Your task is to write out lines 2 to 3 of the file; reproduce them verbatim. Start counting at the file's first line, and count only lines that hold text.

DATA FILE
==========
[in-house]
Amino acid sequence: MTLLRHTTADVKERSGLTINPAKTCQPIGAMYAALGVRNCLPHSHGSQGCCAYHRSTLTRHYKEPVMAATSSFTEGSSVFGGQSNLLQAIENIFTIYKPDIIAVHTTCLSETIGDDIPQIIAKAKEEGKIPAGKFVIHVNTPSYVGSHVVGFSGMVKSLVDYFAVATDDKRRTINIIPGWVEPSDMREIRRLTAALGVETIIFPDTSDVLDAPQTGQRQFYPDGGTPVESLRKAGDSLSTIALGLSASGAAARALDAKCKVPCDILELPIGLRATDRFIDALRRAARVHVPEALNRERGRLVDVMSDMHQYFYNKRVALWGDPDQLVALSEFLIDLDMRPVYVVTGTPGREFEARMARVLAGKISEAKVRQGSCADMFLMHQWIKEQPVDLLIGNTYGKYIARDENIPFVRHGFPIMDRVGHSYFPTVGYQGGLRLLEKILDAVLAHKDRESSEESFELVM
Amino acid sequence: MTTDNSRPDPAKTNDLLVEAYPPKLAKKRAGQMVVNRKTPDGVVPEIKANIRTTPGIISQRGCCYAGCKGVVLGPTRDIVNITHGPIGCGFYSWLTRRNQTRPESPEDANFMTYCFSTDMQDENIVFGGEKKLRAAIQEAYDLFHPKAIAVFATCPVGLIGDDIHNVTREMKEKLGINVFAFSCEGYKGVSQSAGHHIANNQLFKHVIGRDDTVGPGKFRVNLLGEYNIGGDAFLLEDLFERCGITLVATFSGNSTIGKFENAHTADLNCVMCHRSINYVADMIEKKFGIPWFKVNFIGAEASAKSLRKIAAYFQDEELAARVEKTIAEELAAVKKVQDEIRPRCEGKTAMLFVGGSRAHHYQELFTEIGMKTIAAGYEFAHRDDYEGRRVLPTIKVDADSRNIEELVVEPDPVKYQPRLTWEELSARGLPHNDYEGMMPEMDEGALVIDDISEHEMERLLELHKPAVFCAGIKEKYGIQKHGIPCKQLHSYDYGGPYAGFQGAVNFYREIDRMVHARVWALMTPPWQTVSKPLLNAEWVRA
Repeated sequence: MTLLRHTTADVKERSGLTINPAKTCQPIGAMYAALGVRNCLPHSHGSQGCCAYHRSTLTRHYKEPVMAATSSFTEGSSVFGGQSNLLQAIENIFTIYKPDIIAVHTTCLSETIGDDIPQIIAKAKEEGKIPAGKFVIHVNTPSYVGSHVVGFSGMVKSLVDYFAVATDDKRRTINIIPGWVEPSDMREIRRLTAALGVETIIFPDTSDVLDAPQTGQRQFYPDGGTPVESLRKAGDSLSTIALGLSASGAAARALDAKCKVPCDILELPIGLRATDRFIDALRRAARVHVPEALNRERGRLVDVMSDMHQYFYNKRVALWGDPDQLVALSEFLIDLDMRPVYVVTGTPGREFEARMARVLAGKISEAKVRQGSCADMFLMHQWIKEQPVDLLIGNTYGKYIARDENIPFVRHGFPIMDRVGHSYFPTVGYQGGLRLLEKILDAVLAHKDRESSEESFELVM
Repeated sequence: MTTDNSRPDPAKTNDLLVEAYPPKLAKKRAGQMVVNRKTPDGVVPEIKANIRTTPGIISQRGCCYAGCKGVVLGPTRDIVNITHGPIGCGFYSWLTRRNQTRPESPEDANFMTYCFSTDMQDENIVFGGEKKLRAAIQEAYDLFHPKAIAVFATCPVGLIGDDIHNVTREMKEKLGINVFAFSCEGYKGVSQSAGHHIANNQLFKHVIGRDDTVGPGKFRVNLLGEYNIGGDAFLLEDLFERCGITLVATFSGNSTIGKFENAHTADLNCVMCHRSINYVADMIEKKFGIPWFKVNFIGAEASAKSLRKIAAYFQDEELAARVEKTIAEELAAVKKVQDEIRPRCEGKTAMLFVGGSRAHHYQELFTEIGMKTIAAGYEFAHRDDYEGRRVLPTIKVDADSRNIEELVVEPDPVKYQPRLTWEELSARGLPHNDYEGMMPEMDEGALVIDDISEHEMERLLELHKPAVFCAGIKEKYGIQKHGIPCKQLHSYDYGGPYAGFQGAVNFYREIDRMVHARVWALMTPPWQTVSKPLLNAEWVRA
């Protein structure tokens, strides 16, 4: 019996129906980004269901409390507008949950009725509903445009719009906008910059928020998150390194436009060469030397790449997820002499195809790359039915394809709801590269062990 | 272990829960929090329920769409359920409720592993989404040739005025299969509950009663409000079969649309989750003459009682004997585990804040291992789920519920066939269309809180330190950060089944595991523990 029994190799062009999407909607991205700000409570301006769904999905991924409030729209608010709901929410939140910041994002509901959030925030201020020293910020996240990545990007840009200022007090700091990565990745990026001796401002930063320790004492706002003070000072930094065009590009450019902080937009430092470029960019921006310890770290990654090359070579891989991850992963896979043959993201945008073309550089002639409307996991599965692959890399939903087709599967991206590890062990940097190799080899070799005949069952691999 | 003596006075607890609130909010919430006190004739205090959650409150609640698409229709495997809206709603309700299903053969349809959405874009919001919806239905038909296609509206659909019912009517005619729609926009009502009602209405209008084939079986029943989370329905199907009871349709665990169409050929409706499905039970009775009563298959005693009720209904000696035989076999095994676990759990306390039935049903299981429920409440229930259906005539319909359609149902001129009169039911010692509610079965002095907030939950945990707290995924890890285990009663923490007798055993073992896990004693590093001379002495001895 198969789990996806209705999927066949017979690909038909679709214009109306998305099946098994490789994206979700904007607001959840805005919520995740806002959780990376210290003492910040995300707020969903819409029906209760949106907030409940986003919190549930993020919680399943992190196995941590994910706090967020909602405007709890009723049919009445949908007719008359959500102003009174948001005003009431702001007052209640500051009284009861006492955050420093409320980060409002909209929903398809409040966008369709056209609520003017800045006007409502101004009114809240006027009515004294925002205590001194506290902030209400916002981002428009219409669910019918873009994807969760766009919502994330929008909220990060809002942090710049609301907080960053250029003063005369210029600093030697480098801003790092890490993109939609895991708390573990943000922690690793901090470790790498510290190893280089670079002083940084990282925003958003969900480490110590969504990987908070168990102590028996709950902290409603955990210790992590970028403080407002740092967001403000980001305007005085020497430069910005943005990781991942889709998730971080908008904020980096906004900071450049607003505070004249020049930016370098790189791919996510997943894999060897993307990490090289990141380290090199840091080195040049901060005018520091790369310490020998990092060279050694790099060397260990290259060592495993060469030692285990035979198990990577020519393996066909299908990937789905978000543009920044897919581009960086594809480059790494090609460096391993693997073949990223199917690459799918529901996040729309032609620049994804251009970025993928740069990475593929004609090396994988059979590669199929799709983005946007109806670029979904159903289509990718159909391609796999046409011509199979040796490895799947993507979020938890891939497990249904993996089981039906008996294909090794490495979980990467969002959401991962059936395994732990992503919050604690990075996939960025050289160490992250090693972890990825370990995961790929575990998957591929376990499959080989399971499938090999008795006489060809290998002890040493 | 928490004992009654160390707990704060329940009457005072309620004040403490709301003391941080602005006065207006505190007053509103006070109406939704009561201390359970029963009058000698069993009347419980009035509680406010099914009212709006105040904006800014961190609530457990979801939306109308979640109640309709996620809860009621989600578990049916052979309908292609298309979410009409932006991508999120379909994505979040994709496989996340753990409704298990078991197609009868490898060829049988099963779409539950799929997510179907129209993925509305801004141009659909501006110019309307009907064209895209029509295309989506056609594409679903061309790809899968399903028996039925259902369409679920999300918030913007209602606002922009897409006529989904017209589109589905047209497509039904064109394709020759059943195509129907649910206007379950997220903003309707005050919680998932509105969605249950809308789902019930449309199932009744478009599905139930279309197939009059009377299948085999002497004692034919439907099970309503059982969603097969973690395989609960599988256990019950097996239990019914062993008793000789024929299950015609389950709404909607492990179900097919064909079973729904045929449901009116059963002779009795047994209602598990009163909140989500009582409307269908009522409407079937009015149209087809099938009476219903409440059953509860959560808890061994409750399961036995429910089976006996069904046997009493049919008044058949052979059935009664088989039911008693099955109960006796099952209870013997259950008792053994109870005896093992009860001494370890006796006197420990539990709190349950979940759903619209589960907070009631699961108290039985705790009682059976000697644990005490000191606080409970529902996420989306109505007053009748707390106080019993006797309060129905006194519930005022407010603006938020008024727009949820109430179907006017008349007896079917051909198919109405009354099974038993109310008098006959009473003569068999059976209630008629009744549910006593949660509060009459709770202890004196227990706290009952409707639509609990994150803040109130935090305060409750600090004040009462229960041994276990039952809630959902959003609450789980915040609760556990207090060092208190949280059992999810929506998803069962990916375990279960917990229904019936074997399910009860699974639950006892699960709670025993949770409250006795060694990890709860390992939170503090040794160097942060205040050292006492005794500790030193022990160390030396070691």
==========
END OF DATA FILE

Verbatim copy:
Amino acid sequence: MTLLRHTTADVKERSGLTINPAKTCQPIGAMYAALGVRNCLPHSHGSQGCCAYHRSTLTRHYKEPVMAATSSFTEGSSVFGGQSNLLQAIENIFTIYKPDIIAVHTTCLSETIGDDIPQIIAKAKEEGKIPAGKFVIHVNTPSYVGSHVVGFSGMVKSLVDYFAVATDDKRRTINIIPGWVEPSDMREIRRLTAALGVETIIFPDTSDVLDAPQTGQRQFYPDGGTPVESLRKAGDSLSTIALGLSASGAAARALDAKCKVPCDILELPIGLRATDRFIDALRRAARVHVPEALNRERGRLVDVMSDMHQYFYNKRVALWGDPDQLVALSEFLIDLDMRPVYVVTGTPGREFEARMARVLAGKISEAKVRQGSCADMFLMHQWIKEQPVDLLIGNTYGKYIARDENIPFVRHGFPIMDRVGHSYFPTVGYQGGLRLLEKILDAVLAHKDRESSEESFELVM
Amino acid sequence: MTTDNSRPDPAKTNDLLVEAYPPKLAKKRAGQMVVNRKTPDGVVPEIKANIRTTPGIISQRGCCYAGCKGVVLGPTRDIVNITHGPIGCGFYSWLTRRNQTRPESPEDANFMTYCFSTDMQDENIVFGGEKKLRAAIQEAYDLFHPKAIAVFATCPVGLIGDDIHNVTREMKEKLGINVFAFSCEGYKGVSQSAGHHIANNQLFKHVIGRDDTVGPGKFRVNLLGEYNIGGDAFLLEDLFERCGITLVATFSGNSTIGKFENAHTADLNCVMCHRSINYVADMIEKKFGIPWFKVNFIGAEASAKSLRKIAAYFQDEELAARVEKTIAEELAAVKKVQDEIRPRCEGKTAMLFVGGSRAHHYQELFTEIGMKTIAAGYEFAHRDDYEGRRVLPTIKVDADSRNIEELVVEPDPVKYQPRLTWEELSARGLPHNDYEGMMPEMDEGALVIDDISEHEMERLLELHKPAVFCAGIKEKYGIQKHGIPCKQLHSYDYGGPYAGFQGAVNFYREIDRMVHARVWALMTPPWQTVSKPLLNAEWVRA